News Roundup | Week of February 2, 2018

By Megan Bedford on 2/2/18 4:55 PM

New Report Links Black Maternal Mortality to Racial Bias

The Center for American Progress released a new report on the high death rates among black mothers and infants in the U.S. As previously reported here, black mothers die at at rate three to four times higher than white mothers, and infants born to black women die at twice the rate of those born to white women. The disparity is driving the country's overall maternal mortality rate, which is the worst in the developed world. This growing crisis can't be explained by socioeconomic factors. The report presents research showing that risk factors including income, education, and physical and mental health cannot account for the disparity in outcomes. Instead, the report points to systematic racial bias, including within the healthcare system. 

Continue Reading

News Roundup | Week of January 8, 2018

By Megan Bedford on 1/12/18 3:55 PM

Stress Leads to Health Disparities Among Minority and Low-Income Populations

A report from the American Psycholological Association finds that lower-income and racial minority populations suffer more stress than affluent and white populations. This greater stress leads to disparities in mental and physical health, and shortens life expectancy.  According to Elizabeth Brondolo, PhD, chair of an APA working group that wrote the report, stress is "one of the top 10 social determinants of health inequities." The report recommends interventions to help ease the impact of stress on health, including improved communication between patients and caregivers.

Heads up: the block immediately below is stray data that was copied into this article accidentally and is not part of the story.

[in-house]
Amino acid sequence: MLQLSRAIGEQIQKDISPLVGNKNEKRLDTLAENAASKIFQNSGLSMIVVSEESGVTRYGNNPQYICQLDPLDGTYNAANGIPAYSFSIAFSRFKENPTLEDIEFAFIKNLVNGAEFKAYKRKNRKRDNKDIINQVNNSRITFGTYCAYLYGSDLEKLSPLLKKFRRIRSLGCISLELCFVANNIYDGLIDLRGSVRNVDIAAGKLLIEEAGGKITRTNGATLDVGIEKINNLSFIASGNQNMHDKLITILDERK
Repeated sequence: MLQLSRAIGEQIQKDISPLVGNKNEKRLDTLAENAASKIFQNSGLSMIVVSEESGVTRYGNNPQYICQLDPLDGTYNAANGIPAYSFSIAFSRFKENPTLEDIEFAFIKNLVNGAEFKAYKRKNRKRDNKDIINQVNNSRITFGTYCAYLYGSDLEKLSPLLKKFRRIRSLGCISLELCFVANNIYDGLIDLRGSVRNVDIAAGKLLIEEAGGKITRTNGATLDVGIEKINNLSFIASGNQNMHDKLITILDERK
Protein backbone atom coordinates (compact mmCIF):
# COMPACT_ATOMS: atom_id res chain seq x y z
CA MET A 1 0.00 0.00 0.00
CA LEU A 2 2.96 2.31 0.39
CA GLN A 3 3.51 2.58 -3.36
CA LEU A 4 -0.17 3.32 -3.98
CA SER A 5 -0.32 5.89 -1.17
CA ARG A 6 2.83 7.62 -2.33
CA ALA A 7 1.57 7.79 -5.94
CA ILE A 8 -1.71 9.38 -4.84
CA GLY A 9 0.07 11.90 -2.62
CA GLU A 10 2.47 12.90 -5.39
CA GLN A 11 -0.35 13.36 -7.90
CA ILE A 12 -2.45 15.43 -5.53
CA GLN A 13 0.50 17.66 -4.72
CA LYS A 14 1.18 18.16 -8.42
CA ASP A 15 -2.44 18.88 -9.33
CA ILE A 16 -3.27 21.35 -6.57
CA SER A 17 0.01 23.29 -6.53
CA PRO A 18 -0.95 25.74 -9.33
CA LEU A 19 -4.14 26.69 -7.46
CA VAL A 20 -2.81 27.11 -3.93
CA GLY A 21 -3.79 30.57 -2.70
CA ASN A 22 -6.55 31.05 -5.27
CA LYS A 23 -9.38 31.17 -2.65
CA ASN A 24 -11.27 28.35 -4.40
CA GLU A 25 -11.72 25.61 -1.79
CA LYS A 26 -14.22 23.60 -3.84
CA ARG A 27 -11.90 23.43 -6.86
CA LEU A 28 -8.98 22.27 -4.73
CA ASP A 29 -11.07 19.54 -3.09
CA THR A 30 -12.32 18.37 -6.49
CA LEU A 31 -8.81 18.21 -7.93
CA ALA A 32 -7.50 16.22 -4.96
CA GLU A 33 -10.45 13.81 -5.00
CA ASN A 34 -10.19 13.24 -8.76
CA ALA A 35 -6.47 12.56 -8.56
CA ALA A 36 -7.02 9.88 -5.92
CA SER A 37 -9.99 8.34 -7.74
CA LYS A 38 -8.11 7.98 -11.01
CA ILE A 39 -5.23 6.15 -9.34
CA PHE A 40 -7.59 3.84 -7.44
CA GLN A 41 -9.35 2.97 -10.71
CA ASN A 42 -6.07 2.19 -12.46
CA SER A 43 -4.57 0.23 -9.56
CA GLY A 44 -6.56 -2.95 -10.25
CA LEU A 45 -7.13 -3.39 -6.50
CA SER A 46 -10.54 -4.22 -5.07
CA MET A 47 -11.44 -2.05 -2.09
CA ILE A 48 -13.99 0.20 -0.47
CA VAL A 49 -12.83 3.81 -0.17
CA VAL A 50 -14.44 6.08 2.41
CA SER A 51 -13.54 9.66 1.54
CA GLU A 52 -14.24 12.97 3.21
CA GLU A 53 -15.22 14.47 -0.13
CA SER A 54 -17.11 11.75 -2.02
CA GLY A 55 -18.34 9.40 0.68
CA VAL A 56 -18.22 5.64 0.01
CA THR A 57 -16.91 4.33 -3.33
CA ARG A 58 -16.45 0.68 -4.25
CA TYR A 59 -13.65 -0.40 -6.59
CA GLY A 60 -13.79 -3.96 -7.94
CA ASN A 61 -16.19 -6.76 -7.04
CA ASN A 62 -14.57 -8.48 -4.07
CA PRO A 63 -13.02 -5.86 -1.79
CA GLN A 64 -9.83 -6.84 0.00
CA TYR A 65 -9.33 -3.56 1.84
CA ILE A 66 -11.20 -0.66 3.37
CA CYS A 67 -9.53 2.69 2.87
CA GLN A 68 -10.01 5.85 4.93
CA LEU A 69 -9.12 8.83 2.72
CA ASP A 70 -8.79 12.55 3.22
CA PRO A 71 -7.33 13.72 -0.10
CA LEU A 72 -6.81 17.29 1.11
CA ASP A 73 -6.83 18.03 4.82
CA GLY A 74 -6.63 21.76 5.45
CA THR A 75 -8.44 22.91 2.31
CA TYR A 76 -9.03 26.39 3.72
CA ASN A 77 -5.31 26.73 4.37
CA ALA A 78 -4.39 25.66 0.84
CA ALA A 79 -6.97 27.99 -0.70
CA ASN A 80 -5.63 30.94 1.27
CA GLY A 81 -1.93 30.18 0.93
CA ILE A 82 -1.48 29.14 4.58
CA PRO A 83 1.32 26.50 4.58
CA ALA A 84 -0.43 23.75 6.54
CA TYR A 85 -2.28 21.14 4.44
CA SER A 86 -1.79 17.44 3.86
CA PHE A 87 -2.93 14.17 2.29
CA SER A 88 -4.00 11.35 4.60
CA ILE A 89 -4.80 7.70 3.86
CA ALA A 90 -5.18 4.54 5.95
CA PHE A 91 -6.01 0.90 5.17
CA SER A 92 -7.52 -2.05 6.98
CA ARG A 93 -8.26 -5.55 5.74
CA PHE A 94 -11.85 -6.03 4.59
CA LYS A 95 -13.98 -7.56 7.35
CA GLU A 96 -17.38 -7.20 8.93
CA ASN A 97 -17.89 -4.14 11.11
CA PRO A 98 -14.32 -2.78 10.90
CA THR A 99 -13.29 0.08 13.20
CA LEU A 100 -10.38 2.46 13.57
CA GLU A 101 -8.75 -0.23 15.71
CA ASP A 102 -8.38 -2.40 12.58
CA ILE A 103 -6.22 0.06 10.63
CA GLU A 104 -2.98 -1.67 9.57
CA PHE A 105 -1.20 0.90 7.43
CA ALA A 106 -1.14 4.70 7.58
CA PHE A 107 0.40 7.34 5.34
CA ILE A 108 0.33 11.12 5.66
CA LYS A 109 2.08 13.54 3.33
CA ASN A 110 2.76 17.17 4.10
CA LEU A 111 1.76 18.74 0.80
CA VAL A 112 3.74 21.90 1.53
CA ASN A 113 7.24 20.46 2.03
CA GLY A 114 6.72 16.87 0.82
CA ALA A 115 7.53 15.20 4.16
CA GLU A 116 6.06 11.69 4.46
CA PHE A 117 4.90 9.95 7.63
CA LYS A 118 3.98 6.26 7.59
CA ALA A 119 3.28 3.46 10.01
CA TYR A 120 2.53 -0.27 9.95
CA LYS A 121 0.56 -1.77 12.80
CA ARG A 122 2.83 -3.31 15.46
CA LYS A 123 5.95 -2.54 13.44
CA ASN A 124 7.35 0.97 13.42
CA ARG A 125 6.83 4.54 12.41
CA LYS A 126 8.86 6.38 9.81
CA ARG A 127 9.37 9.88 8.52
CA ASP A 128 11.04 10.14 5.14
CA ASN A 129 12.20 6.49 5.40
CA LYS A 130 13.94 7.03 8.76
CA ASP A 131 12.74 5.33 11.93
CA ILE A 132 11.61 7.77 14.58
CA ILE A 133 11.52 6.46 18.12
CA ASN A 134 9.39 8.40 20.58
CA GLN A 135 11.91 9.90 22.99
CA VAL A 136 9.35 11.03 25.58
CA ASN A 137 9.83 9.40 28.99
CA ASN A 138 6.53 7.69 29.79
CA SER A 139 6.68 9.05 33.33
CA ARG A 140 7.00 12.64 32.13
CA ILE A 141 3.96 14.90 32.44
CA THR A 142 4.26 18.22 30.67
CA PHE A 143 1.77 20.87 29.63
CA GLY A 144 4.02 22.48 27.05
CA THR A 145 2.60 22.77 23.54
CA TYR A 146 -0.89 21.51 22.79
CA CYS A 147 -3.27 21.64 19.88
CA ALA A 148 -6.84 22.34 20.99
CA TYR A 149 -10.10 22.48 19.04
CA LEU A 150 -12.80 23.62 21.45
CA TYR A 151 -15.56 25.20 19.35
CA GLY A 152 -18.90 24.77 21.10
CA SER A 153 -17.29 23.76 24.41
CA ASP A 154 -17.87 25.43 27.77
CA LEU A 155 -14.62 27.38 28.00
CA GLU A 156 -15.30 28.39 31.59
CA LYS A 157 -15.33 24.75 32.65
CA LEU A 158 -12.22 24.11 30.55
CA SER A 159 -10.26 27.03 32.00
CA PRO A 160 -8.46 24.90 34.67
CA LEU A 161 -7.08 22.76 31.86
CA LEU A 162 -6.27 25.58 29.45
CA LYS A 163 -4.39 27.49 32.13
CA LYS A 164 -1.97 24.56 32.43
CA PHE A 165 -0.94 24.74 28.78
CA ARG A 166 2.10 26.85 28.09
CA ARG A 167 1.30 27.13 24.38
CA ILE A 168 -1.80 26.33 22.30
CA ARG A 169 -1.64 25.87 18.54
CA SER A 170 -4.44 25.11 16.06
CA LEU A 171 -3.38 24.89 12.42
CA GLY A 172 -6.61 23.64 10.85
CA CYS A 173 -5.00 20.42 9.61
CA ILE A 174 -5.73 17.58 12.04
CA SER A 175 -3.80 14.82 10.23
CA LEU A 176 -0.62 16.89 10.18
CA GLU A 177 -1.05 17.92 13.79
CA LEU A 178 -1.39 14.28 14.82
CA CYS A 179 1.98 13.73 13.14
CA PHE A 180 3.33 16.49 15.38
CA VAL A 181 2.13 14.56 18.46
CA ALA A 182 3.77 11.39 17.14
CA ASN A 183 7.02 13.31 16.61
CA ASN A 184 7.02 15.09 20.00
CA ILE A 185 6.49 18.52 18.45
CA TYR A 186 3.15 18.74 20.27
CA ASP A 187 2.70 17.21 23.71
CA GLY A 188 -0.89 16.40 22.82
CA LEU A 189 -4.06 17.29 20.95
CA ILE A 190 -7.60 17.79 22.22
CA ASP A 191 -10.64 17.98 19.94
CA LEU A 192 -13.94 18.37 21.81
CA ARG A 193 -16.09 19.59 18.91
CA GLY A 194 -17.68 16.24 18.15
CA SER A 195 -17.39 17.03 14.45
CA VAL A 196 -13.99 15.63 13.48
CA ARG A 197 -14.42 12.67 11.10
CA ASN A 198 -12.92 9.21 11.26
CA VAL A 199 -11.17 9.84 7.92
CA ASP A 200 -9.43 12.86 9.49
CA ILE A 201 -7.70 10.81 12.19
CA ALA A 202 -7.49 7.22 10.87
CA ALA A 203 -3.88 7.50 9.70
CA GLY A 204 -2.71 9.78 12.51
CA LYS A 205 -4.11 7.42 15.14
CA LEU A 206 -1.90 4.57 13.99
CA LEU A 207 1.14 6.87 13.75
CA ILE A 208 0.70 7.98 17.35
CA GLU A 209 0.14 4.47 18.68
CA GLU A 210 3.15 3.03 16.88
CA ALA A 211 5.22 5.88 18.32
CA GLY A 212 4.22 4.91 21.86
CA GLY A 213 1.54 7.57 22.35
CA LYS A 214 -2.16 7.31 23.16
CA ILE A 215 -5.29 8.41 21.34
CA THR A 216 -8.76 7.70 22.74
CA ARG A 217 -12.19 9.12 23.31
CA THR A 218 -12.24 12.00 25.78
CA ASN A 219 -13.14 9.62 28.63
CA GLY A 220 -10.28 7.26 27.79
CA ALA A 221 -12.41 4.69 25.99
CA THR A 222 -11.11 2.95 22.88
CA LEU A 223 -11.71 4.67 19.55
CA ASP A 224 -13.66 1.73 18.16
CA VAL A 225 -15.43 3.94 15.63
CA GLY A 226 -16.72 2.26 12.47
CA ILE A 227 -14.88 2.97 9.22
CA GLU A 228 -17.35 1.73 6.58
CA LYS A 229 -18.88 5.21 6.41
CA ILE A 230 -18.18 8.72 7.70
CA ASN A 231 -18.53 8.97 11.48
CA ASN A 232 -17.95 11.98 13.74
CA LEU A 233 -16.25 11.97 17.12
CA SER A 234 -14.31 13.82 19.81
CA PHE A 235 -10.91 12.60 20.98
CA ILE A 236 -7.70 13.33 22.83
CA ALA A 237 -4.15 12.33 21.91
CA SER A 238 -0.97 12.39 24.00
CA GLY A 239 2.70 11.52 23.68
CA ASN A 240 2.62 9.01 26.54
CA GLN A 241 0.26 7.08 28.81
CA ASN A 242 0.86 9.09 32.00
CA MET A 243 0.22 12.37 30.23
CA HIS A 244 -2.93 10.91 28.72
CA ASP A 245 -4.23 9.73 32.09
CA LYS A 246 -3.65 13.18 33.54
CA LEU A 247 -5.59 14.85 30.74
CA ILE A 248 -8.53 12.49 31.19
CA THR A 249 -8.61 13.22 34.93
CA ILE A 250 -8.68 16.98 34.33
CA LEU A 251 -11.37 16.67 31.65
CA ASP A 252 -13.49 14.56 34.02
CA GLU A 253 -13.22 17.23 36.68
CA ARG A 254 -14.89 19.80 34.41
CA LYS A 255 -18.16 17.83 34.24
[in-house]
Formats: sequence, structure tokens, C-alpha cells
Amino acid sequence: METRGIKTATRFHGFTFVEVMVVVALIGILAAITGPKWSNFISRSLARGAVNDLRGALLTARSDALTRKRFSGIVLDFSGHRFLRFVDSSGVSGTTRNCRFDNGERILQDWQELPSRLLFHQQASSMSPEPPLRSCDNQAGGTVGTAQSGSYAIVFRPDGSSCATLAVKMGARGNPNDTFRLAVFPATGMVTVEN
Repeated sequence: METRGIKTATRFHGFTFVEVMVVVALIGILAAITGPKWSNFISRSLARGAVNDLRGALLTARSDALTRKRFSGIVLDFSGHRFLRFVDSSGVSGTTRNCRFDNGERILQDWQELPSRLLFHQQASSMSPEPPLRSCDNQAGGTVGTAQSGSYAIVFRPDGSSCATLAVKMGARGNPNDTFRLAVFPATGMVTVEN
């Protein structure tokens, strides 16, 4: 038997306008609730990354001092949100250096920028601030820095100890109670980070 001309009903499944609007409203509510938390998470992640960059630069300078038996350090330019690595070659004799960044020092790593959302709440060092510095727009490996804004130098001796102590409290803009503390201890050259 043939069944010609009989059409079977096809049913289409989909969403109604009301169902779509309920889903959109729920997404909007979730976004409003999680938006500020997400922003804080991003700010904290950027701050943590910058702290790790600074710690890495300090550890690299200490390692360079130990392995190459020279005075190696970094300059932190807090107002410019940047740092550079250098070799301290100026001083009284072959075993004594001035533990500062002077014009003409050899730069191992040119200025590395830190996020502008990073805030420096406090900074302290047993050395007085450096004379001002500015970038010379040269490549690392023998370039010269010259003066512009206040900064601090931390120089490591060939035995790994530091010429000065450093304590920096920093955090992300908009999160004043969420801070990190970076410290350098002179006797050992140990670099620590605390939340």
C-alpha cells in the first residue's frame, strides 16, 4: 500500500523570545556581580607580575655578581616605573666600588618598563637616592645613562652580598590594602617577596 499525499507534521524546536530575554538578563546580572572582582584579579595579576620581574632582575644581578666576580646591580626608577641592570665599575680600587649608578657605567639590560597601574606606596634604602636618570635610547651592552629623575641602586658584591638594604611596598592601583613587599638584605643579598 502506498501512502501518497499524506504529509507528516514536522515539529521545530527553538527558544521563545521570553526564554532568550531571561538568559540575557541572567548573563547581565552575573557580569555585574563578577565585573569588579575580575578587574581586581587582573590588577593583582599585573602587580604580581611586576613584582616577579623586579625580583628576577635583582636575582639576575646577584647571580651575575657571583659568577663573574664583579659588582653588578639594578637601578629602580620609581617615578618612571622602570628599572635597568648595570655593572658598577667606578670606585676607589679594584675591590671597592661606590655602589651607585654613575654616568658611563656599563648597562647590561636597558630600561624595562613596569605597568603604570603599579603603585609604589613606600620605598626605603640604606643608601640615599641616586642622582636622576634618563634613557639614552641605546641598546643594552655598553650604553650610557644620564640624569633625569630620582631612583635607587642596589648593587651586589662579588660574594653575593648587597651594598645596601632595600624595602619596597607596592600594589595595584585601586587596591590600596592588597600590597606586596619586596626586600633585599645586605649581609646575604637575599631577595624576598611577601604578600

Continue Reading

News Roundup | Week of December 18, 2017

By Megan Bedford on 12/22/17 11:56 AM

Racism May Cause the Loss of Black Infants

In the U.S., black babies die at twice the rate of white babies. According to Arthur James, an OB-GYN at Wexner Medical Center at Ohio State University in Columbus, the majority of black infants that die are born premature, because black mothers have a higher risk of early labor. Research has shown that this gap can't be explained by poverty, education, or genetics. Around the world, women of similar economic and genetic histories routinely give birth to healthy, full-term babies. But there's something about growing up black in America that leads African-American mothers to have babies that are comparatively smaller and less healthy.

Continue Reading

What Are Leading Organizations Doing to Achieve Health Equity?

By Megan Bedford on 9/28/17 1:07 PM

This has been a banner year for Moffitt Cancer Center, with five national distinctions honoring their steadfast commitment to equitable care, including recent recognition from the American Hospital Association (AHA) naming Moffitt an Equity of Care Award honoree.

Continue Reading
New call-to-action

Recent Posts

New call-to-action